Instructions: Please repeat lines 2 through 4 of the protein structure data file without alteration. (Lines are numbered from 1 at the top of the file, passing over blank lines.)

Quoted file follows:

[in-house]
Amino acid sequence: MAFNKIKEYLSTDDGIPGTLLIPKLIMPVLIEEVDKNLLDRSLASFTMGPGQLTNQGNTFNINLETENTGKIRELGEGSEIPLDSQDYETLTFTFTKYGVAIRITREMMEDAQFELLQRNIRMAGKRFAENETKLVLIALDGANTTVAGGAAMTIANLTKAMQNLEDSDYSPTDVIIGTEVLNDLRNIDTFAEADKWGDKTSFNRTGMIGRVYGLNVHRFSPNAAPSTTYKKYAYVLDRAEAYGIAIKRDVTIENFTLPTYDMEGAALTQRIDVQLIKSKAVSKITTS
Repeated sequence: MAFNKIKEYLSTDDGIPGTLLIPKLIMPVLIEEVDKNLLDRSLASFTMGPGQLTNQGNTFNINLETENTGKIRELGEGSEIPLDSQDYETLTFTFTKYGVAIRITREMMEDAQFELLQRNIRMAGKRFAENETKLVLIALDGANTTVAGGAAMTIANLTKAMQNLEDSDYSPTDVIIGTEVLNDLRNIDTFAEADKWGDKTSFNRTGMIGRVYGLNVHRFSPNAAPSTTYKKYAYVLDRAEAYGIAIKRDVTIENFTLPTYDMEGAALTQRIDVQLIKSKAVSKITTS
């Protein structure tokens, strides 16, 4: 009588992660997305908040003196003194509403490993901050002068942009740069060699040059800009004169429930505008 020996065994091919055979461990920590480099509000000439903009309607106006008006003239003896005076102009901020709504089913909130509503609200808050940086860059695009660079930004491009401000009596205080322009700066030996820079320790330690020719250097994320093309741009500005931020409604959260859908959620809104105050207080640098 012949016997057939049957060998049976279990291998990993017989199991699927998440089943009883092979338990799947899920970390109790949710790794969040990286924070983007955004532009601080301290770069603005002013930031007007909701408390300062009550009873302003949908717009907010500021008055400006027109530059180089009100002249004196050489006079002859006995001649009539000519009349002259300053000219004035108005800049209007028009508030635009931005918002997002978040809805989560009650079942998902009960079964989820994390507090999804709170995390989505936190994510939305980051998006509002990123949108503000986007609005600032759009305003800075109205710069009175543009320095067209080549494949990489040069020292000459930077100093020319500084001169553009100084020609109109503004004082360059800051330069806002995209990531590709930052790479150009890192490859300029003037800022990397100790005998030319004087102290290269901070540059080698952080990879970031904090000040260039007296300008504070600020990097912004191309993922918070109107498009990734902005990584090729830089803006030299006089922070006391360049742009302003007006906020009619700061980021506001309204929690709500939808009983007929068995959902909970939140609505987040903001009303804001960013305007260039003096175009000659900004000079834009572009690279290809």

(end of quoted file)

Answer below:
Amino acid sequence: MAFNKIKEYLSTDDGIPGTLLIPKLIMPVLIEEVDKNLLDRSLASFTMGPGQLTNQGNTFNINLETENTGKIRELGEGSEIPLDSQDYETLTFTFTKYGVAIRITREMMEDAQFELLQRNIRMAGKRFAENETKLVLIALDGANTTVAGGAAMTIANLTKAMQNLEDSDYSPTDVIIGTEVLNDLRNIDTFAEADKWGDKTSFNRTGMIGRVYGLNVHRFSPNAAPSTTYKKYAYVLDRAEAYGIAIKRDVTIENFTLPTYDMEGAALTQRIDVQLIKSKAVSKITTS
Repeated sequence: MAFNKIKEYLSTDDGIPGTLLIPKLIMPVLIEEVDKNLLDRSLASFTMGPGQLTNQGNTFNINLETENTGKIRELGEGSEIPLDSQDYETLTFTFTKYGVAIRITREMMEDAQFELLQRNIRMAGKRFAENETKLVLIALDGANTTVAGGAAMTIANLTKAMQNLEDSDYSPTDVIIGTEVLNDLRNIDTFAEADKWGDKTSFNRTGMIGRVYGLNVHRFSPNAAPSTTYKKYAYVLDRAEAYGIAIKRDVTIENFTLPTYDMEGAALTQRIDVQLIKSKAVSKITTS
């Protein structure tokens, strides 16, 4: 009588992660997305908040003196003194509403490993901050002068942009740069060699040059800009004169429930505008 020996065994091919055979461990920590480099509000000439903009309607106006008006003239003896005076102009901020709504089913909130509503609200808050940086860059695009660079930004491009401000009596205080322009700066030996820079320790330690020719250097994320093309741009500005931020409604959260859908959620809104105050207080640098 012949016997057939049957060998049976279990291998990993017989199991699927998440089943009883092979338990799947899920970390109790949710790794969040990286924070983007955004532009601080301290770069603005002013930031007007909701408390300062009550009873302003949908717009907010500021008055400006027109530059180089009100002249004196050489006079002859006995001649009539000519009349002259300053000219004035108005800049209007028009508030635009931005918002997002978040809805989560009650079942998902009960079964989820994390507090999804709170995390989505936190994510939305980051998006509002990123949108503000986007609005600032759009305003800075109205710069009175543009320095067209080549494949990489040069020292000459930077100093020319500084001169553009100084020609109109503004004082360059800051330069806002995209990531590709930052790479150009890192490859300029003037800022990397100790005998030319004087102290290269901070540059080698952080990879970031904090000040260039007296300008504070600020990097912004191309993922918070109107498009990734902005990584090729830089803006030299006089922070006391360049742009302003007006906020009619700061980021506001309204929690709500939808009983007929068995959902909970939140609505987040903001009303804001960013305007260039003096175009000659900004000079834009572009690279290809």